I just can't get these things to gel--
The meter never works out right,
The rhyme-scheme isn't going well,
The subject matter seems so trite.

I hammer words into the holes--
Each word's a peg, not round, but square.
I rack my brain, but it just doles
Out notions as a miser'd share.

My mind seems like it's full of fuzz--
As 'round and 'round the gear wheels spin,
And after ev'ry effort does
A postit fly into the bin.

It's clear to see, I am no poet,
But luckily, at least I know it!

In explanation, I go through a lot of postits. I write really, really small, and I use them for everything; shopping lists, dungeon scenarios, tablet weaving patterns, sketches of things...and, so my husband claims, novels (but he exaggerates).

I'm going to keep trying.

And now, a completely unsolicited Haiku Rant:

My computer sucks
With a width and breadth and depth
Surpassing the seas'.

And it sucks harder
Than the emptiest vacuum
Between galaxies.

(Don't get me started
On Internet Explorer!
*vile profanities*)


Mimi said...

I'm with you on this one, Cicely! At least you got yours on paper...and it perfectly expresses my frustration. :-) You ARE a poet, by the way.

Minerva said...

Cicely--a terrific sonnet expressing the frustration of sonnet-writing! 1,000 points to you. And I agree with Mimi, you ARE a poet. Just because your subject is not highfalutin does not mean you are not a poet. :)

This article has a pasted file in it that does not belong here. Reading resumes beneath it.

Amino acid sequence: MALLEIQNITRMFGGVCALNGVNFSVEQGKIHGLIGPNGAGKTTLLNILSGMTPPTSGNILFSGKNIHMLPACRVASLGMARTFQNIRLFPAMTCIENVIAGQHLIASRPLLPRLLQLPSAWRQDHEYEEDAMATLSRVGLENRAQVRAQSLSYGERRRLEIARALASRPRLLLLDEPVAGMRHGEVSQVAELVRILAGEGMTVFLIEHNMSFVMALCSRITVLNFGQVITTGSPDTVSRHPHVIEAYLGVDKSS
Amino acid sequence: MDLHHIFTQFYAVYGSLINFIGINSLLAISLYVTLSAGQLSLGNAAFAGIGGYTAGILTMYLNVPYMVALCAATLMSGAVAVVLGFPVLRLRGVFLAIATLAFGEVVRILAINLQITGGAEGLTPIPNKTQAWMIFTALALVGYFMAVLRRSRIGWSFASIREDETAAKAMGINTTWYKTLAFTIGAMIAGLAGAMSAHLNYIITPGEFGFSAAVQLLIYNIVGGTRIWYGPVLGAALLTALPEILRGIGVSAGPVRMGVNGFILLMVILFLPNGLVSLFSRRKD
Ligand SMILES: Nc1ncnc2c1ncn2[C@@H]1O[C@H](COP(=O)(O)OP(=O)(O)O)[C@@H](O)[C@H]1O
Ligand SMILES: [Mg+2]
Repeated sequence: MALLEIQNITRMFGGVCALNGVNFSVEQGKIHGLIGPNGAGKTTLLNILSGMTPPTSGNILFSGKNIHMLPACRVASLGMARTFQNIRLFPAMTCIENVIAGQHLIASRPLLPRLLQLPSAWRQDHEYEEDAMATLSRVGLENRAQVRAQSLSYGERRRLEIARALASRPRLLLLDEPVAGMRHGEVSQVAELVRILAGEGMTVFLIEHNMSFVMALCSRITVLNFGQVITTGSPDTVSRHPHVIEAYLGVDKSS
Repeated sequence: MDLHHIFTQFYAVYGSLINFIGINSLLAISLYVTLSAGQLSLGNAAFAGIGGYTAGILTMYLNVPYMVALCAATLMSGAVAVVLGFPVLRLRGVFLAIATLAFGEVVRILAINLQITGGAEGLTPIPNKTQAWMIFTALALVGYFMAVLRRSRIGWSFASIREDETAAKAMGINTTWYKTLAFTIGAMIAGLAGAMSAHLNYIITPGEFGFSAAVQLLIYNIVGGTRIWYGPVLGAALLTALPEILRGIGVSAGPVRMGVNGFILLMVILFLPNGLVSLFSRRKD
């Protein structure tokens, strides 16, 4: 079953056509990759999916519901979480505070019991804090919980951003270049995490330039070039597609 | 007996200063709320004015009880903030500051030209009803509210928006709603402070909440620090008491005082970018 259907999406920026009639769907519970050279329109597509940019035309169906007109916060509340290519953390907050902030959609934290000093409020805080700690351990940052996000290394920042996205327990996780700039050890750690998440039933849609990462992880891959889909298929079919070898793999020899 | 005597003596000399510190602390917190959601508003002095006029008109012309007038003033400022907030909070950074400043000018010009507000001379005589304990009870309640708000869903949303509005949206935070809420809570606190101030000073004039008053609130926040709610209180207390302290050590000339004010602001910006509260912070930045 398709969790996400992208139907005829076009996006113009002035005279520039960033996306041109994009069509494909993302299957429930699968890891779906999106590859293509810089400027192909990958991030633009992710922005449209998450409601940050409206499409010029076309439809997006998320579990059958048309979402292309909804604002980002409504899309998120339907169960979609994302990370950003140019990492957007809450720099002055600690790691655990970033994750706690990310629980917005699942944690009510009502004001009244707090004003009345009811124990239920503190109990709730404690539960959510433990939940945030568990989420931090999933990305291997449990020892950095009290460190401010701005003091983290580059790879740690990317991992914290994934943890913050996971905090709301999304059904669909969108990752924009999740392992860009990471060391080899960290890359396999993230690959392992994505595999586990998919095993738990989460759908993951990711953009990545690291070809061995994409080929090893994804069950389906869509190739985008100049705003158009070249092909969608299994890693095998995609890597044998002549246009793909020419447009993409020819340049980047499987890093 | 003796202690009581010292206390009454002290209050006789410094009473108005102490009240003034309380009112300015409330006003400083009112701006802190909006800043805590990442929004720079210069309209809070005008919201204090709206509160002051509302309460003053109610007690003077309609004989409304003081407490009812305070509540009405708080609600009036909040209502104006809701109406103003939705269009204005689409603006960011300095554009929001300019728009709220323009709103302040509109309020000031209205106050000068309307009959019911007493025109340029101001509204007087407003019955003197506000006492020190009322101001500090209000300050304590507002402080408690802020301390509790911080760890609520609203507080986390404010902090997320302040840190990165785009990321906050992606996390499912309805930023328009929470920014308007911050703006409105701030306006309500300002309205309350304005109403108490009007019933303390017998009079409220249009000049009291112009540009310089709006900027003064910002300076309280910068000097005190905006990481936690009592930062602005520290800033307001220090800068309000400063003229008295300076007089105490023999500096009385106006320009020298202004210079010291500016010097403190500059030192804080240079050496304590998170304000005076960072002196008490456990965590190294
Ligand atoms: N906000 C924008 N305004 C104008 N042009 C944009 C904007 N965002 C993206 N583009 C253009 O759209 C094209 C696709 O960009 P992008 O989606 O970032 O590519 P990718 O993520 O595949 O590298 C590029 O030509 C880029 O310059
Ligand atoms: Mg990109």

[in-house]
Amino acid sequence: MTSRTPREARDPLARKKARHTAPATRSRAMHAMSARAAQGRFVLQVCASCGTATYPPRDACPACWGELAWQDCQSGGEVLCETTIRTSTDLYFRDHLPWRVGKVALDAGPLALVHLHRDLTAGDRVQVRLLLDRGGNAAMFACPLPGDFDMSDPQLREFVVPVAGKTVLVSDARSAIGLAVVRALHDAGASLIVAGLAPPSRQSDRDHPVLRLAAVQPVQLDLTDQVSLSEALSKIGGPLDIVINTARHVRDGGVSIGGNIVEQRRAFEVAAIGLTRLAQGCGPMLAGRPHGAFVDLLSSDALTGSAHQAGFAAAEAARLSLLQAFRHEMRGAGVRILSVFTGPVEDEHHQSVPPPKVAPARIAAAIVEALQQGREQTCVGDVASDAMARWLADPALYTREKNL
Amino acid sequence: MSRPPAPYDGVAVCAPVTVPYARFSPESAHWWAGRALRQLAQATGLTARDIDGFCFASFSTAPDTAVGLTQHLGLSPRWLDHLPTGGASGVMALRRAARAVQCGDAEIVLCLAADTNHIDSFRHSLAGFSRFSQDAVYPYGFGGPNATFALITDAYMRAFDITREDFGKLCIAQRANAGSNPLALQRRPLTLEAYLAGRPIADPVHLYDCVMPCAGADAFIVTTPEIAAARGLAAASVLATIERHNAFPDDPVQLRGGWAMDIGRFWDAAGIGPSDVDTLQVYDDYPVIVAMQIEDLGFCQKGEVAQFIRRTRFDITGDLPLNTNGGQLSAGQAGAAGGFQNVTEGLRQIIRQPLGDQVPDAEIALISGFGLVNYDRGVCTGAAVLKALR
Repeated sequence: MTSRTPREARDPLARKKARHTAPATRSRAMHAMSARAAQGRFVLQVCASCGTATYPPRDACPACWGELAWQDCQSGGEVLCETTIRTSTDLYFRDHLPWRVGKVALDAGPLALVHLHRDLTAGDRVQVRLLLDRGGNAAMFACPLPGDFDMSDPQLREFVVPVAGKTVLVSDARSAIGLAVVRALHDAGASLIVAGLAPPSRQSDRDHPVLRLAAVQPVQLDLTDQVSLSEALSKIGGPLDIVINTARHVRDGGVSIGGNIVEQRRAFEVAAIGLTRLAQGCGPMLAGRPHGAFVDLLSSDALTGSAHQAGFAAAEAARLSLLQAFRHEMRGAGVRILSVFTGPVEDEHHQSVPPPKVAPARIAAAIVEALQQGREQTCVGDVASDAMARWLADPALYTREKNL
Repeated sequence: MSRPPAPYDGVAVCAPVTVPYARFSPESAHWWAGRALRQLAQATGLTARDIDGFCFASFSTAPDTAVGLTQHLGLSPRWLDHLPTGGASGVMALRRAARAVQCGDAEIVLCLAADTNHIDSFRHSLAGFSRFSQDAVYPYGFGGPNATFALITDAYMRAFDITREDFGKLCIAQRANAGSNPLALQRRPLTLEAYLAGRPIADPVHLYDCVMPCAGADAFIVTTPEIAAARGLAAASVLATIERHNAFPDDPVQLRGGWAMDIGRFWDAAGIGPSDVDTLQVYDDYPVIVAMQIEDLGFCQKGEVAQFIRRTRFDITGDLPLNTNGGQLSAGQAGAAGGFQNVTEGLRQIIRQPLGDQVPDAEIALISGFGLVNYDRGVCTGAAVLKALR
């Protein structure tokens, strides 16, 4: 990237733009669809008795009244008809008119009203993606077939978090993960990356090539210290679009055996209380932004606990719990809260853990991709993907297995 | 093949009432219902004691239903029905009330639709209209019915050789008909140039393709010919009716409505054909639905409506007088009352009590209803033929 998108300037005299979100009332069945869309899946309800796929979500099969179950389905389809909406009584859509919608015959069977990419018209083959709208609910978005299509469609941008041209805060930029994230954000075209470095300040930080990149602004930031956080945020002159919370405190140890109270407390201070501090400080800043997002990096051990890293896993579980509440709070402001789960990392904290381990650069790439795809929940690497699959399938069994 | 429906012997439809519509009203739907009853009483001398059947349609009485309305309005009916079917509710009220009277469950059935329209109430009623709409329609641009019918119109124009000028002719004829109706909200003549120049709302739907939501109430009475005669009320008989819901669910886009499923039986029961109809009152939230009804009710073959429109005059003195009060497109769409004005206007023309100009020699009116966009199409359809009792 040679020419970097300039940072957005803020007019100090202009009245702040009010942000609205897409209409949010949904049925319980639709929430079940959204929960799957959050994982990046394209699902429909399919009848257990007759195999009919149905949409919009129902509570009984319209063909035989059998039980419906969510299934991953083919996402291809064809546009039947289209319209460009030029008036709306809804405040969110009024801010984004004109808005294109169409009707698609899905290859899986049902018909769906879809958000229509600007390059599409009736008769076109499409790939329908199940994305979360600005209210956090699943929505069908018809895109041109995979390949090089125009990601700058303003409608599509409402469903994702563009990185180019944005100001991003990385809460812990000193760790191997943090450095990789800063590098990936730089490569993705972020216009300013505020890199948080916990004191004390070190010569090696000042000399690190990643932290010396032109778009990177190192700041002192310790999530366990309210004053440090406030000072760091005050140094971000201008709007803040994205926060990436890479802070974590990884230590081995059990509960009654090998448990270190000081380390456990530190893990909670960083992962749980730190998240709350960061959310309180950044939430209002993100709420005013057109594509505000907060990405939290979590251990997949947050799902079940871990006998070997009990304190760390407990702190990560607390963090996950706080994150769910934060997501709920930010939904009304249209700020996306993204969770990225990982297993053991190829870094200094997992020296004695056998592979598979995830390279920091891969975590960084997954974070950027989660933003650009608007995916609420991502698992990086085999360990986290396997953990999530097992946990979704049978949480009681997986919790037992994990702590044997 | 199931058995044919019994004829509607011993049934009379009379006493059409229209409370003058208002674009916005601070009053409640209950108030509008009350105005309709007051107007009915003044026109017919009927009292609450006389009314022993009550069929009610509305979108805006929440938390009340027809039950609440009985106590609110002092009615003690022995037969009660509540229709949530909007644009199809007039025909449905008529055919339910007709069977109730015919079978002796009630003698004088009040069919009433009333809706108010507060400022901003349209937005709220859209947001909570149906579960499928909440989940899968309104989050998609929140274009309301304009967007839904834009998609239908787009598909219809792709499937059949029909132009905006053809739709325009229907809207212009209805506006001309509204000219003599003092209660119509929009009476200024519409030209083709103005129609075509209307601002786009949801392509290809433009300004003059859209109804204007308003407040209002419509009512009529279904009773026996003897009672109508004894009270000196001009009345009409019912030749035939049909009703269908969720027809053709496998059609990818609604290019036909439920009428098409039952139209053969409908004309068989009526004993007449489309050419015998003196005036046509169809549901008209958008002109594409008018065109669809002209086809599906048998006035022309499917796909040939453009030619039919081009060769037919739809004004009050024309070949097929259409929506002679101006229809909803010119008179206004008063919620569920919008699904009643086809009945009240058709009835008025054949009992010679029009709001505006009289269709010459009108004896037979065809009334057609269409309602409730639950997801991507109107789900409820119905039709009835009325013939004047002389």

As for the computer, I had the same feeling about mine until I got my MacBook. I now use Safari nearly exclusively (the Mac web browser), although Firefox is also excellent. It's a free download and works with PCs as well, if you want to avoid IE.

Mimi--keep cracking at it, you'll get it. It would have taken me longer had this been my first sonnet-rodeo, if you will. I have done this before! It took me awhile to get the hang of it too.

Anonymous said...

Ah, sweet, sweet flattery! You are both far too kind!

But seriously, are there meter restrictions on sonnets? (I think that's what I mean to ask.....you know, the part where it goes
or whatever?) Or does sonnetness lie solely in the abab cdcd efef gg endings? I wasn't sure, and I tried to use the Shakespeare poem as a guide, but feel that I mislaid it, somewhere. Is my meter valid? If not, what are the requirements?

Unfortunately, most of my posting is done from my machine at work, which I may not substantially alter as to hardware or software. Or beating it to death with a baseball bat. So, for the forseeable future, I'm stuck with Internet Exploder, which sees fit to dump me out at least twice a day, siezes up at inconvenient times, and generally studies ways to ruin my day. I've got more latitude on my at-home machine (and being married to a Computer God has its perks), but only some of my bookmarks are over on the Firefox (and I can get no more specific, since the finer points of the tech-toys baffle me), and I have no idea what it would do if I tried to copy them across. With my luck, the machine would probably catch fire.


Minerva said...

Cicely--I don't believe there is a metric requirement. Most people try to make all their lines within a sonnet the same meter, but I don't think it is required to use a particular one. As far as yours vs. the Shakespeare example, Shakespeare wrote in iambic pentameter, in which each line is made up of five iambs, or two-syllable parts in which the first syllable is unstressed and the second is stressed (my MIS/ tress' EYES/ are NO/ thing LIKE/ the SUN). Yours falls into tetrameter, or four iambs per line (i JUST/ can't GET/ these THINGS/ to GEL). I don't think that's a problem but that's why you didn't think it was matching up. If you're trying to do that, you're missing an iamb. :)